In Season 2 Episode 1 of Lending Made Easy, Bryan Peckinpaugh and David Catalano talk all things deposits with guests Tim Keith and Rick Claypoole from Infusion Marketing Group. Tune in to learn why deposits matter in light of the rising interest rate environment
Growing deposits without repricing means that the bank is able to attract new deposits or retain existing deposits without changing the interest rates it offers on those deposits. This can be particularly challenging in a rising interest rate environment where customers may be tempted to move their money to higher yielding options.
In a rising interest rate environment, customers may be more likely to move their money to higher-yielding options, making it more difficult for banks to attract and retain deposits without repricing. This can be particularly challenging for smaller banks that may not have the same resources as larger banks to offer competitive interest rates.
Banks can grow deposits without repricing by offering competitive non-interest rate incentives such as superior customer service, online banking tools, or other value-added services that make the bank's offerings more attractive to customers. Additionally, banks can use targeted marketing efforts to reach out to potential customers and increase brand awareness.
One strategy that banks can use to mitigate the risks associated with growing deposits without repricing is to focus on building strong relationships with their customers through superior customer service and other value-added services. Additionally, banks can use data analytics and customer insights to better understand customer behavior and preferences, which can help inform their deposit pricing strategy and product development. By offering personalized and targeted deposit products and services, banks can attract and retain deposits at a lower cost while also improving customer loyalty and retention.
Request an opportunity assessment today to better understand your customers and drive profitable deposit growth.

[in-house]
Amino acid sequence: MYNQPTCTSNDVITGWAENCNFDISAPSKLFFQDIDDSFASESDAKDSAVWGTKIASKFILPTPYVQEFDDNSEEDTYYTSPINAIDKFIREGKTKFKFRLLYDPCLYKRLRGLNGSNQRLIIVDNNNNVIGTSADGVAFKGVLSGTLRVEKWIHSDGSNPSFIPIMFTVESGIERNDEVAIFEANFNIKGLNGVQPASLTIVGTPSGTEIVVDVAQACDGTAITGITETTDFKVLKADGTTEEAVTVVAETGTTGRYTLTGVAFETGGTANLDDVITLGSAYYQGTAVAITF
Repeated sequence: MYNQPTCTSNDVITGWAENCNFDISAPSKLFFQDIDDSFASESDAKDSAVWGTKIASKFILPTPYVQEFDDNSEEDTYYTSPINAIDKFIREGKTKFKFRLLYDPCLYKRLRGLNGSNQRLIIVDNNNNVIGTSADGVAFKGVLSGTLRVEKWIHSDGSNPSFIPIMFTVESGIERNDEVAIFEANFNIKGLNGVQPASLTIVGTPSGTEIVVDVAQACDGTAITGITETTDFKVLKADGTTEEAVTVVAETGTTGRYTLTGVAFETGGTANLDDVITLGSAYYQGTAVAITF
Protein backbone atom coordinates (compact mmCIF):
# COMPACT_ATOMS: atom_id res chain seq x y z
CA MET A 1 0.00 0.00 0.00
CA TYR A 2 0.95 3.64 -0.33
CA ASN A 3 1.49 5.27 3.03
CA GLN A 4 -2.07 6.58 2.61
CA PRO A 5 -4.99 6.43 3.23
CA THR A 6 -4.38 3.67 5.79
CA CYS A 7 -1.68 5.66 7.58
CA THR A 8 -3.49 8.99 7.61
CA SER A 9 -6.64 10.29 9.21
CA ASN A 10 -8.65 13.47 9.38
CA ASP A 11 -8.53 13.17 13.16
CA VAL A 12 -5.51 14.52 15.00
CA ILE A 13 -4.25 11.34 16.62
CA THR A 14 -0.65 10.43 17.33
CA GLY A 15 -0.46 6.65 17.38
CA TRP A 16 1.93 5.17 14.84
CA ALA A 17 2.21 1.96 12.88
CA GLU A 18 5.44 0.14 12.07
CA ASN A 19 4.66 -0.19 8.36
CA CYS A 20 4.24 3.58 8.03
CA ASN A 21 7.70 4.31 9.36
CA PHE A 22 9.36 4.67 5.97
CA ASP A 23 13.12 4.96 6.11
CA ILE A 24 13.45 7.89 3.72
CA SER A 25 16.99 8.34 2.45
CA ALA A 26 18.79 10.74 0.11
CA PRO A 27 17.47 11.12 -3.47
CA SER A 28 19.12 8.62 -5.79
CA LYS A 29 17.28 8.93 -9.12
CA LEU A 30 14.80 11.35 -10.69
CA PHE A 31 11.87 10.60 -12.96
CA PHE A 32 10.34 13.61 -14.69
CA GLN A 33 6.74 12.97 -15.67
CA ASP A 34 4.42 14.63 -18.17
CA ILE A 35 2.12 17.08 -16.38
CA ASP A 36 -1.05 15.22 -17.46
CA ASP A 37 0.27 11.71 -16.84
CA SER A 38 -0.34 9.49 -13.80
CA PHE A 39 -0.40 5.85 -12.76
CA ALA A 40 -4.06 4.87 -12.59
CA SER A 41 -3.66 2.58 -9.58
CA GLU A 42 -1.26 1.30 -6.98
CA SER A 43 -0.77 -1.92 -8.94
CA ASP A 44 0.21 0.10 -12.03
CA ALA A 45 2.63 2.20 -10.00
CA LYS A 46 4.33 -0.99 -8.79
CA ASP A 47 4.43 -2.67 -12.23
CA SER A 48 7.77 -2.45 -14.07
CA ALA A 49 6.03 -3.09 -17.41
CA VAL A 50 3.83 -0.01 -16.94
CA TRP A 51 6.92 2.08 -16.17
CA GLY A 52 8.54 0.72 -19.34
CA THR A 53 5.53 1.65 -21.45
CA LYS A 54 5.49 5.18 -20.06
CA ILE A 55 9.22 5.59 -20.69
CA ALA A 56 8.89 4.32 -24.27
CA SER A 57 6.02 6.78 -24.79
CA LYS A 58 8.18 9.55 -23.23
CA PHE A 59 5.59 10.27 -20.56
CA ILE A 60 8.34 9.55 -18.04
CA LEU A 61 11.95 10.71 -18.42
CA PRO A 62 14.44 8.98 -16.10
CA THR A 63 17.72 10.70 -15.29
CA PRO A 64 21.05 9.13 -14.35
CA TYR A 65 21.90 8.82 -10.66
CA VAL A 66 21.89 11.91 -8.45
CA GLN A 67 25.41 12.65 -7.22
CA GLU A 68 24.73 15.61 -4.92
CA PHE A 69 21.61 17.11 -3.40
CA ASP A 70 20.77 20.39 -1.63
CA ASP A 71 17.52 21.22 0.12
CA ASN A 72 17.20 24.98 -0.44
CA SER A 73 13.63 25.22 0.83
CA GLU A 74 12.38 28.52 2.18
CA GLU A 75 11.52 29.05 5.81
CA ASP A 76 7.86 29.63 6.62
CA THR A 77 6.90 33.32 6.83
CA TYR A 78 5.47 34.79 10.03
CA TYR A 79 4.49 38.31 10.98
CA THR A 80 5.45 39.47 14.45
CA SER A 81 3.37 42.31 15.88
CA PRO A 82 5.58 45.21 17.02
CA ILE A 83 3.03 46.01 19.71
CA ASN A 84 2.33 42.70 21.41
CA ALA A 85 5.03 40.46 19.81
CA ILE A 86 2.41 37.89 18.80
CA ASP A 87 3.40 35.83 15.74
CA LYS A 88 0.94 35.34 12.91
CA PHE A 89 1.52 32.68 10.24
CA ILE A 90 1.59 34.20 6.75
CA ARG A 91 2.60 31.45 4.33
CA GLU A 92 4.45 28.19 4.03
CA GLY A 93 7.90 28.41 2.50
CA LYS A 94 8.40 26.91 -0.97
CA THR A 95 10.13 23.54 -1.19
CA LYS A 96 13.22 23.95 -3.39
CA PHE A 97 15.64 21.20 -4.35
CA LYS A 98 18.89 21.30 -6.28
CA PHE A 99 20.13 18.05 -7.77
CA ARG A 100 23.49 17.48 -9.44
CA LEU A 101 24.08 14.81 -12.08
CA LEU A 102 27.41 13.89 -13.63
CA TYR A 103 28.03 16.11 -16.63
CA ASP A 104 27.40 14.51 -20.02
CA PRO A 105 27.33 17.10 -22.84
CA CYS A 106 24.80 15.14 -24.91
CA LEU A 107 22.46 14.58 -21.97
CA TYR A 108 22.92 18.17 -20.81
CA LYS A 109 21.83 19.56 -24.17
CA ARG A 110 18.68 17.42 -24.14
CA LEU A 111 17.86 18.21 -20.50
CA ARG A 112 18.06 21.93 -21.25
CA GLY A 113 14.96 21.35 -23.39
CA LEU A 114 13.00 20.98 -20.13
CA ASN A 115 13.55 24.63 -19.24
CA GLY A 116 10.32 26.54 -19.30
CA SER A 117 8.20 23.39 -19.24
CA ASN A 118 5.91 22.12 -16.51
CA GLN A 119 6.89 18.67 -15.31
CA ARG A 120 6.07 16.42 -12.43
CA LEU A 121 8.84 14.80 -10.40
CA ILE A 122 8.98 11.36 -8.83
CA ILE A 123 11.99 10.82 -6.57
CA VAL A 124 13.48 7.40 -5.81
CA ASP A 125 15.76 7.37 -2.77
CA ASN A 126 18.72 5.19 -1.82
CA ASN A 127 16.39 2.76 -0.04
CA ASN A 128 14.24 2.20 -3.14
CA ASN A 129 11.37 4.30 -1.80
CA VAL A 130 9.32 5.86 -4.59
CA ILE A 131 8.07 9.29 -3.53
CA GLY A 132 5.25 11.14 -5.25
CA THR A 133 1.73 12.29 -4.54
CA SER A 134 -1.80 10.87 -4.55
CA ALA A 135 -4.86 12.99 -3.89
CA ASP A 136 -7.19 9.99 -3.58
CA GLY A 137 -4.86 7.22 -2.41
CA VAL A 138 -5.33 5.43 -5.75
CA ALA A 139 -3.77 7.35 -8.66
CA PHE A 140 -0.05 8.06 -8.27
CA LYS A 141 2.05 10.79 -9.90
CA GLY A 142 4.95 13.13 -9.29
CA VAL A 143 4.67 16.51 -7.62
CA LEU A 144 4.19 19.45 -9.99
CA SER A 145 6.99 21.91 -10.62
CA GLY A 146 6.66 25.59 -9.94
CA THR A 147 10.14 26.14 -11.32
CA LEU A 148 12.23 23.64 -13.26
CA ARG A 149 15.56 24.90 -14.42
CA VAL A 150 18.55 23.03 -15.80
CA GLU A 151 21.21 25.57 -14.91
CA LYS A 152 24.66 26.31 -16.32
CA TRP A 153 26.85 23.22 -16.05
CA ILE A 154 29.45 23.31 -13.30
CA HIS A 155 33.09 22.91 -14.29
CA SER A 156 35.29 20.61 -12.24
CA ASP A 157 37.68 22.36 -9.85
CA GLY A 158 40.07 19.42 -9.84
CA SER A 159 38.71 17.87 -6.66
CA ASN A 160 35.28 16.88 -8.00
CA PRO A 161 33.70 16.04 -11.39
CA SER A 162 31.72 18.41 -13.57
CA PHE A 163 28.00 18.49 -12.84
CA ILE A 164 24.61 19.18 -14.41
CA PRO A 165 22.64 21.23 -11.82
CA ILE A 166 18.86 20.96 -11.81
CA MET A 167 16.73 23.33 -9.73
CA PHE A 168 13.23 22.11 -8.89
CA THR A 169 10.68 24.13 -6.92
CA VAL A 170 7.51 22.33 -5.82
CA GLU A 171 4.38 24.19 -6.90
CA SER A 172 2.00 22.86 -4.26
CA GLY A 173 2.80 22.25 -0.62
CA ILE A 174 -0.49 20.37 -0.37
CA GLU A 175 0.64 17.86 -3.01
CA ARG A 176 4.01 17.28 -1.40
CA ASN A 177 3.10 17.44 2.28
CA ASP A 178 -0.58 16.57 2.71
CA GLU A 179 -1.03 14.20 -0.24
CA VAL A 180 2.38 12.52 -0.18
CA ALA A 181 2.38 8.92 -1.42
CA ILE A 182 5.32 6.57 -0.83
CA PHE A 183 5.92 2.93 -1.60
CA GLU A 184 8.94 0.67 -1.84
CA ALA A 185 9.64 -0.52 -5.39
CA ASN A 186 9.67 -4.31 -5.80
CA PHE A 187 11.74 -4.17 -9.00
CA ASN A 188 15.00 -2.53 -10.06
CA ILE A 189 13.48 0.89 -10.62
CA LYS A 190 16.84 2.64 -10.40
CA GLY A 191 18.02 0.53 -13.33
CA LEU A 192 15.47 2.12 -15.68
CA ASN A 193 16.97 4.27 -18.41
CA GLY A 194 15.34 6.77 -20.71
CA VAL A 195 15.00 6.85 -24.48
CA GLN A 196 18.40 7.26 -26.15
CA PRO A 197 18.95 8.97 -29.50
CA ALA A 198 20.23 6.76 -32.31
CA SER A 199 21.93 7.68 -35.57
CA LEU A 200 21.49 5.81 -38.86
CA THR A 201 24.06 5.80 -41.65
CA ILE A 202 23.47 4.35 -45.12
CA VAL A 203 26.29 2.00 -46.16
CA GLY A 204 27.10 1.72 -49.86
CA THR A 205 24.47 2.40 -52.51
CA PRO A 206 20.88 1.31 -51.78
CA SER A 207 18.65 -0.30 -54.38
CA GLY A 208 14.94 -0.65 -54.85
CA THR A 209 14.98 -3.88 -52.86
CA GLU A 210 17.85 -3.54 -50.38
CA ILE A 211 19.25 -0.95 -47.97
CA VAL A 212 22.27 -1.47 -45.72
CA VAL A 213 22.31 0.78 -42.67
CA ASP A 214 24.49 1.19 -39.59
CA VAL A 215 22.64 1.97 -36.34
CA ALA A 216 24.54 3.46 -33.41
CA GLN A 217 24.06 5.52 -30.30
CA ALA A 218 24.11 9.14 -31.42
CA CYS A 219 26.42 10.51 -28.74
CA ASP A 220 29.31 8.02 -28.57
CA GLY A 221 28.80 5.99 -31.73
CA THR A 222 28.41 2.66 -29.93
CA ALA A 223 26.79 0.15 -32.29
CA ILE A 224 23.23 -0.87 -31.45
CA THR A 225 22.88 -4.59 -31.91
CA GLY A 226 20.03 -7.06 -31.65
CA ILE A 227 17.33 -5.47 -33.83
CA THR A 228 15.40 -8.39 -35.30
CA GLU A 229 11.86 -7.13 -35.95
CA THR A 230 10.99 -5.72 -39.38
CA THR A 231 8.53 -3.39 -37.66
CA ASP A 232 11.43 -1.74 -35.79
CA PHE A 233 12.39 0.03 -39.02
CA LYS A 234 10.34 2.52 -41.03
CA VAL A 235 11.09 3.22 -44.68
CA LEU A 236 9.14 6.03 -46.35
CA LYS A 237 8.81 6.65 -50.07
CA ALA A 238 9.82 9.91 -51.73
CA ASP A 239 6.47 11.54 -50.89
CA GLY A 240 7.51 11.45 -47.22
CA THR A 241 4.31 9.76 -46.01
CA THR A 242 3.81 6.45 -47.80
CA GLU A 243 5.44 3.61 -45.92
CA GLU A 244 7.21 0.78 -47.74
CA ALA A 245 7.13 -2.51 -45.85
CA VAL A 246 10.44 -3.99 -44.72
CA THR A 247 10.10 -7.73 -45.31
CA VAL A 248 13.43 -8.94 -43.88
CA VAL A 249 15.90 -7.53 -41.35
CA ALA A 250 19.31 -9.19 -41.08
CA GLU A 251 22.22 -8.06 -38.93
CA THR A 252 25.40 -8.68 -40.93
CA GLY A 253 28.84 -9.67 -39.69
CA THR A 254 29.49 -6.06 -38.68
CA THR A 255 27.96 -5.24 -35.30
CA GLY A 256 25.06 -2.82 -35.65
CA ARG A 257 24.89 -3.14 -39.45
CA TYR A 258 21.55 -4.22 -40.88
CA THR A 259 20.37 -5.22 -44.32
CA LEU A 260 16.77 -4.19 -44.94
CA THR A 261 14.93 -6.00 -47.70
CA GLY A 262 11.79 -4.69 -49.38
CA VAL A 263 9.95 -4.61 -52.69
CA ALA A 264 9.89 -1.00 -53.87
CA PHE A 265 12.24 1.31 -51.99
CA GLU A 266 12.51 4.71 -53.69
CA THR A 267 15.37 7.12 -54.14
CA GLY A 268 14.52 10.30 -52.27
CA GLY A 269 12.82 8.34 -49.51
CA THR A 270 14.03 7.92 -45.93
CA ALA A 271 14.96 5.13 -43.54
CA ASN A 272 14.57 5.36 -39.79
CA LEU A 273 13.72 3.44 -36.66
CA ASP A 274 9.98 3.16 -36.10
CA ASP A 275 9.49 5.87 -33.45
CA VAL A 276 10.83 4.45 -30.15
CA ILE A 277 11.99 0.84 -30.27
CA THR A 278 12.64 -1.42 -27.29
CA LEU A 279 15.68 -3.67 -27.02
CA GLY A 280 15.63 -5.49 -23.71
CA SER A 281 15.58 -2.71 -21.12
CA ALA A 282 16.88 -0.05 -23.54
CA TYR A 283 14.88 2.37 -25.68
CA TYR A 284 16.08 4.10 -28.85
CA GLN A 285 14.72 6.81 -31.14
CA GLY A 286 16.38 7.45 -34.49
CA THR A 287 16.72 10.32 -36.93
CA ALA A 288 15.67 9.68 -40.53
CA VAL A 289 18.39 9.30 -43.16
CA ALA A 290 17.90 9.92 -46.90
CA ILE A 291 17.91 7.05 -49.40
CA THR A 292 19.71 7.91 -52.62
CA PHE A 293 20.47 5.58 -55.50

Bryan Peckinpaugh: Hi podcast listeners. This is Bryan Peckinpaugh stepping in for Mitch today. We've got some special guests with us. With me as always is David Catalano from Baker Hill. And joining us today we have Tim Keith and Rick Claypool from a partner of ours, Infusion Marketing. So Tim, I'll turn it over to you for for a quick introduction on yourself and then Rick, if you can give us. Uh, a little bio and background on you as well. That would be great. And, and tell us a little bit about who Infusion is, what you guys do. And we will jump into, I think, an interesting conversation about the current state of the market and why deposits matter maybe more than ever. So, Tim, if you can, uh, yeah. Do a quick intro for us.
Tim Keith: Yeah, absolutely. Again, I'm, my name's Tim Keith. It's great to be on. Thanks for having me. I'm the CEO of Infusion and also double as the Chief Marketing Strategist for the Baker Hill marketing team. Baker Hill has been a great partner, uh, for us for five years now, and we've been able to work together to, to help a wide range of institutions all across the country.
Infusion has been around 15 years and we work with community financial institutions, community banks, and credit unions on some really unique forms of analytics and data-driven marketing. We have two really unique data sets. Uh, our National Normative, which is a set of statistics on how consumers and businesses use banking products.
It's updated every day with fresh data, so that allows us to do some really unique benchmarking. And then we have a campaign tracking database built on over a hundred million marketing contacts. Where we can keep our finger on the pulse of what's working, what's not working, how are customers in different segments responding to different types of, uh, marketing offers.
When you put the two together, they become a very powerful, predictive way of assessing opportunity and building out marketing plans. My background, I’m one of the founders of Infusion, so the last 15 years of my life, been with Infusion. I do have a banking background as well. Worked in corporate marketing at AmSouth and, uh, ran the deposit business at First Tennessee Bank and actually was there the last time we had a sustained rising rate cycle, so that was interesting. Deja vu with what's going on now. Otherwise, I've worked with somewhere around 300 plus clients over the years on, on, uh, this type of data analytics and marketing.
Bryan Peckinpaugh: Awesome. Thanks Tim. So Rick, if you could also tell us a little bit about what you, uh, do in support of the partnership we have with Infusion. That'd be great.
Rick Claypoole: Thanks, Bryan. Glad to be here today. So, uh, I'm a client strategist, basically, for all intents and purposes. Uh, I manage relationships, uh, once they are under contract and up and running. Uh, my role primarily is to listen to our clients, hear what their strategy is. I interpret their data, map that, and marry that with my, uh, professional experiences in financial services.